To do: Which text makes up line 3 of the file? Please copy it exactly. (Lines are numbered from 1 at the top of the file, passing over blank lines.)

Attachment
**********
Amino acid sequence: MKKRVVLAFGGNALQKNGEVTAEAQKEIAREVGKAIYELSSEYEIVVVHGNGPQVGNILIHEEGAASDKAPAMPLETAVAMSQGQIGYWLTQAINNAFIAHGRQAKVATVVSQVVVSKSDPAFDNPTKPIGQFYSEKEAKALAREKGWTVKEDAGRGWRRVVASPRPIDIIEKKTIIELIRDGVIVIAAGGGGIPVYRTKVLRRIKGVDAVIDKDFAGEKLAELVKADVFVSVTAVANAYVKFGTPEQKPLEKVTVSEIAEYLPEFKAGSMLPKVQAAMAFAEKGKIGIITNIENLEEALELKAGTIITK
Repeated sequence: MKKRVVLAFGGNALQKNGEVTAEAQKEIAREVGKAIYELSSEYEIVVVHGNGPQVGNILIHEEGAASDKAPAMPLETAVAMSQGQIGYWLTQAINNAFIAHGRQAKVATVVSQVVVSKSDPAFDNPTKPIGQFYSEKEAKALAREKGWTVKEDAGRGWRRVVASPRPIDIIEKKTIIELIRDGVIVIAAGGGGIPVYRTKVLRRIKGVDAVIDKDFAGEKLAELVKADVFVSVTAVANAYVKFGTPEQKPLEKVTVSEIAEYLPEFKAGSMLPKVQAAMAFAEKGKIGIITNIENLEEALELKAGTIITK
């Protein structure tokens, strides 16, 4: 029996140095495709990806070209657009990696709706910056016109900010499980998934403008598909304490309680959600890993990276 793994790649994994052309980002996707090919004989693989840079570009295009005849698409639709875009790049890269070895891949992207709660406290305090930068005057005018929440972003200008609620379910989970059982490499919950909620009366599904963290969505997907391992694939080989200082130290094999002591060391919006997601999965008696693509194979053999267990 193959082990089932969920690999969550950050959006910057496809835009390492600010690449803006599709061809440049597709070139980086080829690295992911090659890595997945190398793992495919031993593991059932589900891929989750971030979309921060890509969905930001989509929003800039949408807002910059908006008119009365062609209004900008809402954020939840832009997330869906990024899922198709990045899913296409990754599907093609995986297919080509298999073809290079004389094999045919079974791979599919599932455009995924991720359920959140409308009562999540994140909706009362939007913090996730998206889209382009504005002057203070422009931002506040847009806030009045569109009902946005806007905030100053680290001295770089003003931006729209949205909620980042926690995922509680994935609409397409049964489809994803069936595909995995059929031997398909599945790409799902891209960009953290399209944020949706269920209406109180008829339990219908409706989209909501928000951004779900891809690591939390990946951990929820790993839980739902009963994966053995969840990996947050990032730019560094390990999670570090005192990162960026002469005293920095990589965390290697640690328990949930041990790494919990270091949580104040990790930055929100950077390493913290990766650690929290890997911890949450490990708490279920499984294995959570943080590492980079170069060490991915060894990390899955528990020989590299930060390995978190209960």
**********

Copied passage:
């Protein structure tokens, strides 16, 4: 029996140095495709990806070209657009990696709706910056016109900010499980998934403008598909304490309680959600890993990276 793994790649994994052309980002996707090919004989693989840079570009295009005849698409639709875009790049890269070895891949992207709660406290305090930068005057005018929440972003200008609620379910989970059982490499919950909620009366599904963290969505997907391992694939080989200082130290094999002591060391919006997601999965008696693509194979053999267990 193959082990089932969920690999969550950050959006910057496809835009390492600010690449803006599709061809440049597709070139980086080829690295992911090659890595997945190398793992495919031993593991059932589900891929989750971030979309921060890509969905930001989509929003800039949408807002910059908006008119009365062609209004900008809402954020939840832009997330869906990024899922198709990045899913296409990754599907093609995986297919080509298999073809290079004389094999045919079974791979599919599932455009995924991720359920959140409308009562999540994140909706009362939007913090996730998206889209382009504005002057203070422009931002506040847009806030009045569109009902946005806007905030100053680290001295770089003003931006729209949205909620980042926690995922509680994935609409397409049964489809994803069936595909995995059929031997398909599945790409799902891209960009953290399209944020949706269920209406109180008829339990219908409706989209909501928000951004779900891809690591939390990946951990929820790993839980739902009963994966053995969840990996947050990032730019560094390990999670570090005192990162960026002469005293920095990589965390290697640690328990949930041990790494919990270091949580104040990790930055929100950077390493913290990766650690929290890997911890949450490990708490279920499984294995959570943080590492980079170069060490991915060894990390899955528990020989590299930060390995978190209960």